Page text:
ISTANBUL, Turkey, Aug. 9 (UPI) -- The Turkish government says it has intercepted an arms shipment from Iran headed for Tehran's key ally Syria, where the regime is battling to crush a 5-month-old uprising in which an estimated 1,700 protesters have been killed.
Tehran is widely reported to be providing military aid and counterinsurgency specialists, as well as economic support, to the minority Alawite regime of Syrian President Bashar Assad.
Iran has a lot at stake in Syria as the Tehran leadership drives to become the region's paramount power and give Islam's breakaway Shiite sect ascendancy over the traditionally dominant mainstream Sunnis.
Syria is Iran's strategic gateway to the Levant and Israel's borders and Tehran can be expected to do everything it can to ensure that Assad's regime survives.
Western and Arab intelligence officers say Iran's Revolutionary Guards, headed by its elite and covert al-Quds Force, has taken over supervision of the campaign to suppress Syria's opposition forces.
Tehran denies involvement in the Syrian bloodletting but the European Union as well as the U.S. administration have imposed sanctions against the Revolutionary Guard leadership and some Syrian commanders because of the crackdown.
Indeed, Syria, with its Sunni majority, has become a proxy battleground for Iran and its main Arab rival, Saudi Arabia. They're vying for supremacy in the region and what transpires in Syria could have a deep and far-reaching impact on the geopolitics of the Middle East.
"Were a Sunni Arab regime with closer ties to Riyadh to take the place of the Alawite minority government in Damascus, the loss to Tehran's regional influence would be profound," observed the U.S. security consultancy Stratfor in an analysis last week.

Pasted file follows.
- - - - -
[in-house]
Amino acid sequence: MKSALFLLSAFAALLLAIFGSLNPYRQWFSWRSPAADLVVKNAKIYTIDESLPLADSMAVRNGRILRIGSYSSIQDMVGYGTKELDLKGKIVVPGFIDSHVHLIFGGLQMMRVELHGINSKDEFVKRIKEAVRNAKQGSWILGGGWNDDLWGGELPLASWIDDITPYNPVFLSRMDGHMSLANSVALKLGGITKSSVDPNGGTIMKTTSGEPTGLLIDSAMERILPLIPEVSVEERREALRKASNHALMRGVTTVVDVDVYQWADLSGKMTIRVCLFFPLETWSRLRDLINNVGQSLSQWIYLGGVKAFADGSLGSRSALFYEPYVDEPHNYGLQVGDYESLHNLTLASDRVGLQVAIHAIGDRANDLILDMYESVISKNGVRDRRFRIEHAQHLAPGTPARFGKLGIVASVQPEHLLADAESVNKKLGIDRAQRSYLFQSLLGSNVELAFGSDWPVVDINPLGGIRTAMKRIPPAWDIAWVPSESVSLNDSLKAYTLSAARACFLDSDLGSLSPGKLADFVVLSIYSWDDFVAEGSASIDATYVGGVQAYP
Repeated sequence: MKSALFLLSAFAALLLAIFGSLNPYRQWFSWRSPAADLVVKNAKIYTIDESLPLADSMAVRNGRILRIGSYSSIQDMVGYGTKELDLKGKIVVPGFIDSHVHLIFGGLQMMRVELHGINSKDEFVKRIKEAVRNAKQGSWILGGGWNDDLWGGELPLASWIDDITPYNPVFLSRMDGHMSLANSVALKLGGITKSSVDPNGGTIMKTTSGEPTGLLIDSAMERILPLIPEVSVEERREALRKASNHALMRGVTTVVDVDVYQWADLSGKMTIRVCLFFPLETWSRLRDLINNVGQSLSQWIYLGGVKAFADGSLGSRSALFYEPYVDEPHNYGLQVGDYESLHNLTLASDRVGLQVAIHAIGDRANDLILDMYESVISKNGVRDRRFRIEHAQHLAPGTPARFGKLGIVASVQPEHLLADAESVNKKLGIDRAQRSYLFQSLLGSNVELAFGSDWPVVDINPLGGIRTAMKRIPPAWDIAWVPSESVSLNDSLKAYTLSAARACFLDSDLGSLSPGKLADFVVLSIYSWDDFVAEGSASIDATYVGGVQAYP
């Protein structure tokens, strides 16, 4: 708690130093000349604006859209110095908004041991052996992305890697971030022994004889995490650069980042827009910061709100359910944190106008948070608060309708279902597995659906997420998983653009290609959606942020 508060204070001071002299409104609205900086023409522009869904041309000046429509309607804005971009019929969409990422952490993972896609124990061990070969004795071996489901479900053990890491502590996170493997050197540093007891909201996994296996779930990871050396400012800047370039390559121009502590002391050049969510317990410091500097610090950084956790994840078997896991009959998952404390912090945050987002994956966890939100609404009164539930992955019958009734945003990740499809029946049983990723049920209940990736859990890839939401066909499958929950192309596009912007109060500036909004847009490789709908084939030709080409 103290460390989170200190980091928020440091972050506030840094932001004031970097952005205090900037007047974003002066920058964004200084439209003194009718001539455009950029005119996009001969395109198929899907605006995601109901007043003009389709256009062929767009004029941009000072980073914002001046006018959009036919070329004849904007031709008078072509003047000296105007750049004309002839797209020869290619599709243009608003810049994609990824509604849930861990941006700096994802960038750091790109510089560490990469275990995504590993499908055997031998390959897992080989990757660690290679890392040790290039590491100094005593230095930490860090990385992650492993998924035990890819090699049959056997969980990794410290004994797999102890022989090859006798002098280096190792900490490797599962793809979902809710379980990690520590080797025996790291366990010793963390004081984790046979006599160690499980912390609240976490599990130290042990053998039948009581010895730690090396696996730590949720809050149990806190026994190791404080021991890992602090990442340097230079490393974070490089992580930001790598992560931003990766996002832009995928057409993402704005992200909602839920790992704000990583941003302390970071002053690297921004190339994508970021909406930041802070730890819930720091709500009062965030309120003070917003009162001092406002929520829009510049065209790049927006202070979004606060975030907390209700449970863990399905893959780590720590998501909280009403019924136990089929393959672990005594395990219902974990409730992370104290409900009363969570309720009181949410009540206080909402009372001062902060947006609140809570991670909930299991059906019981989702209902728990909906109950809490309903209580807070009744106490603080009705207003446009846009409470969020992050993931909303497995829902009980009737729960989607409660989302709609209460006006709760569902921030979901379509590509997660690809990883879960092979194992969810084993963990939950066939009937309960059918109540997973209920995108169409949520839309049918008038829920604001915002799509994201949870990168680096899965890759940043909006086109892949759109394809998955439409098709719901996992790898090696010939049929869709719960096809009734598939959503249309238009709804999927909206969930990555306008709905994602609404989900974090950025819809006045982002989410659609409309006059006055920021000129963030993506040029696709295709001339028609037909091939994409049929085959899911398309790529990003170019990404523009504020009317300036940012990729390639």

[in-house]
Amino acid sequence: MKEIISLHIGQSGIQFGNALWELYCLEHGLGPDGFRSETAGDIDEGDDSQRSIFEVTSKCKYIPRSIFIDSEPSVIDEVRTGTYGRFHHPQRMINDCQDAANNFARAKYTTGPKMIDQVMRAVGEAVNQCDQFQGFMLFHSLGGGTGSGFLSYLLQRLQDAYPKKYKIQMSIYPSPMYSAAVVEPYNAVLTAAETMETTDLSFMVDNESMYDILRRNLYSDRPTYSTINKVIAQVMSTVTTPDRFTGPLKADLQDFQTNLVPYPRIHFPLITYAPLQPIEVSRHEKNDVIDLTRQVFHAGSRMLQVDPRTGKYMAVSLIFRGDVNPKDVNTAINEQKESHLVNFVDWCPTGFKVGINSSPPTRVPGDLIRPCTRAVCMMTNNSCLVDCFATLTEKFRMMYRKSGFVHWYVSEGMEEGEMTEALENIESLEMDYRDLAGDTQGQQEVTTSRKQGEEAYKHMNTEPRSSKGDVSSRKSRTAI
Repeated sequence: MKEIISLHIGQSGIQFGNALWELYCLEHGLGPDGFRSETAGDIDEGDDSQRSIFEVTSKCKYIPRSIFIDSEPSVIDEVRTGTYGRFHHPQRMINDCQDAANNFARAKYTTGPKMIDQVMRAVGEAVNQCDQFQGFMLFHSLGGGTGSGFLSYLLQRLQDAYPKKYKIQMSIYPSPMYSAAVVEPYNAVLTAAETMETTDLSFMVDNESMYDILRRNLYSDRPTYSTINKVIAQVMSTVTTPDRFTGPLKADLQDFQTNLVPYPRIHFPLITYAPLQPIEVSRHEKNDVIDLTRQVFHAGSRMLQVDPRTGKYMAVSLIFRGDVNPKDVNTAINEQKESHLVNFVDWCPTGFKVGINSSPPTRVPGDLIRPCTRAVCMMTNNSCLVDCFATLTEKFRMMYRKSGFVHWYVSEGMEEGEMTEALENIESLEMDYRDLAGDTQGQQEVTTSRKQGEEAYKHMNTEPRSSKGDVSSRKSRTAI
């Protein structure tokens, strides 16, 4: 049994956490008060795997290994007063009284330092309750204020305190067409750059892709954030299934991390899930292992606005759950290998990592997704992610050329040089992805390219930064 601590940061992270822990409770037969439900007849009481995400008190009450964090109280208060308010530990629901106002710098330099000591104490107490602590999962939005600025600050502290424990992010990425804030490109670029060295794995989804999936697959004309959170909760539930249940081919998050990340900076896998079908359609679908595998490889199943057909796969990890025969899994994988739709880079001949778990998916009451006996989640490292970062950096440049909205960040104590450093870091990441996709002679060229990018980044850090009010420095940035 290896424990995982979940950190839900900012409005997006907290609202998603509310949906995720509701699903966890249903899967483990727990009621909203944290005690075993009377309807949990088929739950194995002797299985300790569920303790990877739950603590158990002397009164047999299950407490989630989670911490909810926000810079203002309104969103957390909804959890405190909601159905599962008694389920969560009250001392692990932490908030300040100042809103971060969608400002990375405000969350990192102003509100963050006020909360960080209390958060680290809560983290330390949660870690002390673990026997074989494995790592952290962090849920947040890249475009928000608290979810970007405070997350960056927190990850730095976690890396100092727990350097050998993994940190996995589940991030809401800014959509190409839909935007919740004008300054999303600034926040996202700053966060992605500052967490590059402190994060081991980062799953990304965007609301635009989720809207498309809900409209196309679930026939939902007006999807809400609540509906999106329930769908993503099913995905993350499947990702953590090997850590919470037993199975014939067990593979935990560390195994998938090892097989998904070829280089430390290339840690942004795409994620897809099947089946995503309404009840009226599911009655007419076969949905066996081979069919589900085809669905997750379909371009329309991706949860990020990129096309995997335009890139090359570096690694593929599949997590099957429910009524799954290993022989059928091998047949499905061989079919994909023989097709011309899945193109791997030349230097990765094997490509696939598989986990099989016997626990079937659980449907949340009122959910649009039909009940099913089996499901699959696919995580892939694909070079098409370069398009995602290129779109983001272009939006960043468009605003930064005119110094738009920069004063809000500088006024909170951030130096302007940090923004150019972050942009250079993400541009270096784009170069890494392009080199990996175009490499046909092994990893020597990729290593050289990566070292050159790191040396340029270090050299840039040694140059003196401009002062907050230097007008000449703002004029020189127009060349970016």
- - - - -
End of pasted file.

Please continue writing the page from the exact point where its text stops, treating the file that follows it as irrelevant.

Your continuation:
"While Saudi Arabia has not actively sought the topple the Syrian regime, Syria's present crisis presents an opportunity for Saudi Arabia to turn back the gains Iran has made since 2003 -- though Tehran can be expected to put considerable resources toward ensuring the Syrian regime's survival."
Sunni-majority Turkey is also increasingly critical of the Assad regime's escalating suppression campaign, spearheaded by trusted Alawite units of the army and the intelligence services.
Turkish Foreign Minister Ahmet Davutoglu confirmed Friday that a truck carrying weapons from Iran to Syria had been intercepted and was being held by security authorities. He gave no other details.
The weapons could be intended for Hezbollah, the Lebanese Shiite militia supported by Iran and Syria as have other shipments sent by Tehran in recent years.
Hezbollah, too, has been reported to be aiding its Syrian allies to put down the uprising. Hezbollah denies that but both stand to lose heavily if the Assad dynasty, which with Tehran has nurtured Hezbollah since it was founded after Israel's invasion of Lebanon in 1982, should fall.
Turkish media reported in mid-April that several alleged Iranian arms shipments bound for Syria had been seized in trucks on several routes in southern Turkey. In the preceding months other arms shipments had been seized aboard aircraft and trains by Turkish authorities.
Western intelligence services suspect that other shipments have been moved through Iraq, which lies between Iran and Syria, and via transshipment points as distant as Venezuela, where Iran has been building links.
Diplomats say recent seizures by the Turks, and heightened surveillance at border crossings, underline Ankara's growing unease with the violent suppression of protests in Syria and the machinations of Iranian agents in Turkey.
This may complicate Iran's operations to save Assad from being overthrown but it isn't likely to stop Tehran fighting tooth and nail to prevent the collapse of its 30-year strategic alliance with Syria, forged by Assad's late father and predecessor, Hafez Assad.
The Americans have sought for years to break the Tehran-Damascus partnership since it emerged in 1980, primarily to weaken Iran.
But in the Middle East, where alliances between Arab states since World War II have invariably collapsed because of traditional dynastic rivalries, the bonds between Iran and Syria have endured.
These relations, based on deep hostility toward the United States and Israel, show no sign of unraveling.
Tehran's overriding priority is domestic stability and if the Damascus regime collapses, the fear is that clerical rule in Iran would be seriously threatened as well, as it was after the disputed 2009 elections.